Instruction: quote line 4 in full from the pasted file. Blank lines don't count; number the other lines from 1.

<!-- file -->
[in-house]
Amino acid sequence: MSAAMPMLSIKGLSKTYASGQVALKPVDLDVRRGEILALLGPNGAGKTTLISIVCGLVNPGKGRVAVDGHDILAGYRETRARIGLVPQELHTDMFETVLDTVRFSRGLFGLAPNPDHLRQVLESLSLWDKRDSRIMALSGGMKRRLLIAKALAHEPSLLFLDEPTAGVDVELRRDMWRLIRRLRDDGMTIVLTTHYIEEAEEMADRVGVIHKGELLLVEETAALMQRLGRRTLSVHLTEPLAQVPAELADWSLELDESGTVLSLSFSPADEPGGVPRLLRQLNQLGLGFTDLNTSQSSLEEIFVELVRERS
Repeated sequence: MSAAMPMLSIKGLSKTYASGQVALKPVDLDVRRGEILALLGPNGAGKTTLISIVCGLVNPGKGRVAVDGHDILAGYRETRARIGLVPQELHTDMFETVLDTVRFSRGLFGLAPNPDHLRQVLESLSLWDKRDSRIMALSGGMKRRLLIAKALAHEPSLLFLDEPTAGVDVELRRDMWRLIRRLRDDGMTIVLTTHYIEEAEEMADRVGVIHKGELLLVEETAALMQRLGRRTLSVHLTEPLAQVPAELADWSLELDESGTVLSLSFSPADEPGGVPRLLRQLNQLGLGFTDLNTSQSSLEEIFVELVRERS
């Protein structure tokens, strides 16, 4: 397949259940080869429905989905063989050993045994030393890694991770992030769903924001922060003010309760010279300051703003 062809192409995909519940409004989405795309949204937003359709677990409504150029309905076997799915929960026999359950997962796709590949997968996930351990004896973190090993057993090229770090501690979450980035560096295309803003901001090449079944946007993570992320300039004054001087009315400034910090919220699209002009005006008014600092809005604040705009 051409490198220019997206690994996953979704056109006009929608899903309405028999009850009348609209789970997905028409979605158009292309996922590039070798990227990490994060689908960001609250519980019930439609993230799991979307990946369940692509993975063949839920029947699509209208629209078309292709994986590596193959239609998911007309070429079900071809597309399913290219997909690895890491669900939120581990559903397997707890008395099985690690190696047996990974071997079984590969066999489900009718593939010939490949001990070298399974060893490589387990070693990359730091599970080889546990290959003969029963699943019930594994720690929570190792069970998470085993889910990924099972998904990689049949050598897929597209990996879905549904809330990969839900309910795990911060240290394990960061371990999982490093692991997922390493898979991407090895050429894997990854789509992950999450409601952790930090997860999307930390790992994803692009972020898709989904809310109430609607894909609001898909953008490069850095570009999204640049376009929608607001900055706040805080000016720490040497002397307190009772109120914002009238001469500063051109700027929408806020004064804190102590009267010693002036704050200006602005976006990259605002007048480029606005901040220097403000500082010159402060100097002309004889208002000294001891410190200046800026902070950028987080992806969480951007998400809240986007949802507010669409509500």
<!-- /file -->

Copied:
């Protein structure tokens, strides 16, 4: 397949259940080869429905989905063989050993045994030393890694991770992030769903924001922060003010309760010279300051703003 062809192409995909519940409004989405795309949204937003359709677990409504150029309905076997799915929960026999359950997962796709590949997968996930351990004896973190090993057993090229770090501690979450980035560096295309803003901001090449079944946007993570992320300039004054001087009315400034910090919220699209002009005006008014600092809005604040705009 051409490198220019997206690994996953979704056109006009929608899903309405028999009850009348609209789970997905028409979605158009292309996922590039070798990227990490994060689908960001609250519980019930439609993230799991979307990946369940692509993975063949839920029947699509209208629209078309292709994986590596193959239609998911007309070429079900071809597309399913290219997909690895890491669900939120581990559903397997707890008395099985690690190696047996990974071997079984590969066999489900009718593939010939490949001990070298399974060893490589387990070693990359730091599970080889546990290959003969029963699943019930594994720690929570190792069970998470085993889910990924099972998904990689049949050598897929597209990996879905549904809330990969839900309910795990911060240290394990960061371990999982490093692991997922390493898979991407090895050429894997990854789509992950999450409601952790930090997860999307930390790992994803692009972020898709989904809310109430609607894909609001898909953008490069850095570009999204640049376009929608607001900055706040805080000016720490040497002397307190009772109120914002009238001469500063051109700027929408806020004064804190102590009267010693002036704050200006602005976006990259605002007048480029606005901040220097403000500082010159402060100097002309004889208002000294001891410190200046800026902070950028987080992806969480951007998400809240986007949802507010669409509500």